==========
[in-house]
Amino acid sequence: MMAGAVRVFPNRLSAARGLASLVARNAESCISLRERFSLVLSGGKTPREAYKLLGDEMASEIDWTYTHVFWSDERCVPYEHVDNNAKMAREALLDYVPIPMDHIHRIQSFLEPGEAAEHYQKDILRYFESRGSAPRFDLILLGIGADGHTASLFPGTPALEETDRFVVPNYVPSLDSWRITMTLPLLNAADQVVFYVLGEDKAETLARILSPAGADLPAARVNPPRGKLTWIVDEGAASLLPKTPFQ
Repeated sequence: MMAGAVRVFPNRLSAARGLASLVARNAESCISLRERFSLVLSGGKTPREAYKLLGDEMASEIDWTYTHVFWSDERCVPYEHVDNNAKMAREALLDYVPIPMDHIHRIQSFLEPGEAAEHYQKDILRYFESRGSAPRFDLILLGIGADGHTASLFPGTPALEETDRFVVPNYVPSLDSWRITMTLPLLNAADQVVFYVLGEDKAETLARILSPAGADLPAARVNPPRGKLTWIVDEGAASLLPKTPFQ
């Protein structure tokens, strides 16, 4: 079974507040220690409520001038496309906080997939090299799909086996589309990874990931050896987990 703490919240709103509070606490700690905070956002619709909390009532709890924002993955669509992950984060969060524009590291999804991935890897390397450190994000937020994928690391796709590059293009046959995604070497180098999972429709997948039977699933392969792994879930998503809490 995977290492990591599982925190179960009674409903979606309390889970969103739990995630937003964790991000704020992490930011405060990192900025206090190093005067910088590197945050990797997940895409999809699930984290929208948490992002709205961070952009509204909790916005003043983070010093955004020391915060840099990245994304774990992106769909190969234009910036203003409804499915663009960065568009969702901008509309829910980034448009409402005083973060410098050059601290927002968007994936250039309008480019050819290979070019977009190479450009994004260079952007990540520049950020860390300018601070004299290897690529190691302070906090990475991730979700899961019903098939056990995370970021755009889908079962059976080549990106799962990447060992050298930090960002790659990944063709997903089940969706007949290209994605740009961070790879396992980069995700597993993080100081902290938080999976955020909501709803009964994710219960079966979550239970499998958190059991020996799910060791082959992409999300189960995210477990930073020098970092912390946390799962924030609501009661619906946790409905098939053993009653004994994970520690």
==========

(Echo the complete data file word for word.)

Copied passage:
[in-house]
Amino acid sequence: MMAGAVRVFPNRLSAARGLASLVARNAESCISLRERFSLVLSGGKTPREAYKLLGDEMASEIDWTYTHVFWSDERCVPYEHVDNNAKMAREALLDYVPIPMDHIHRIQSFLEPGEAAEHYQKDILRYFESRGSAPRFDLILLGIGADGHTASLFPGTPALEETDRFVVPNYVPSLDSWRITMTLPLLNAADQVVFYVLGEDKAETLARILSPAGADLPAARVNPPRGKLTWIVDEGAASLLPKTPFQ
Repeated sequence: MMAGAVRVFPNRLSAARGLASLVARNAESCISLRERFSLVLSGGKTPREAYKLLGDEMASEIDWTYTHVFWSDERCVPYEHVDNNAKMAREALLDYVPIPMDHIHRIQSFLEPGEAAEHYQKDILRYFESRGSAPRFDLILLGIGADGHTASLFPGTPALEETDRFVVPNYVPSLDSWRITMTLPLLNAADQVVFYVLGEDKAETLARILSPAGADLPAARVNPPRGKLTWIVDEGAASLLPKTPFQ
């Protein structure tokens, strides 16, 4: 079974507040220690409520001038496309906080997939090299799909086996589309990874990931050896987990 703490919240709103509070606490700690905070956002619709909390009532709890924002993955669509992950984060969060524009590291999804991935890897390397450190994000937020994928690391796709590059293009046959995604070497180098999972429709997948039977699933392969792994879930998503809490 995977290492990591599982925190179960009674409903979606309390889970969103739990995630937003964790991000704020992490930011405060990192900025206090190093005067910088590197945050990797997940895409999809699930984290929208948490992002709205961070952009509204909790916005003043983070010093955004020391915060840099990245994304774990992106769909190969234009910036203003409804499915663009960065568009969702901008509309829910980034448009409402005083973060410098050059601290927002968007994936250039309008480019050819290979070019977009190479450009994004260079952007990540520049950020860390300018601070004299290897690529190691302070906090990475991730979700899961019903098939056990995370970021755009889908079962059976080549990106799962990447060992050298930090960002790659990944063709997903089940969706007949290209994605740009961070790879396992980069995700597993993080100081902290938080999976955020909501709803009964994710219960079966979550239970499998958190059991020996799910060791082959992409999300189960995210477990930073020098970092912390946390799962924030609501009661619906946790409905098939053993009653004994994970520690």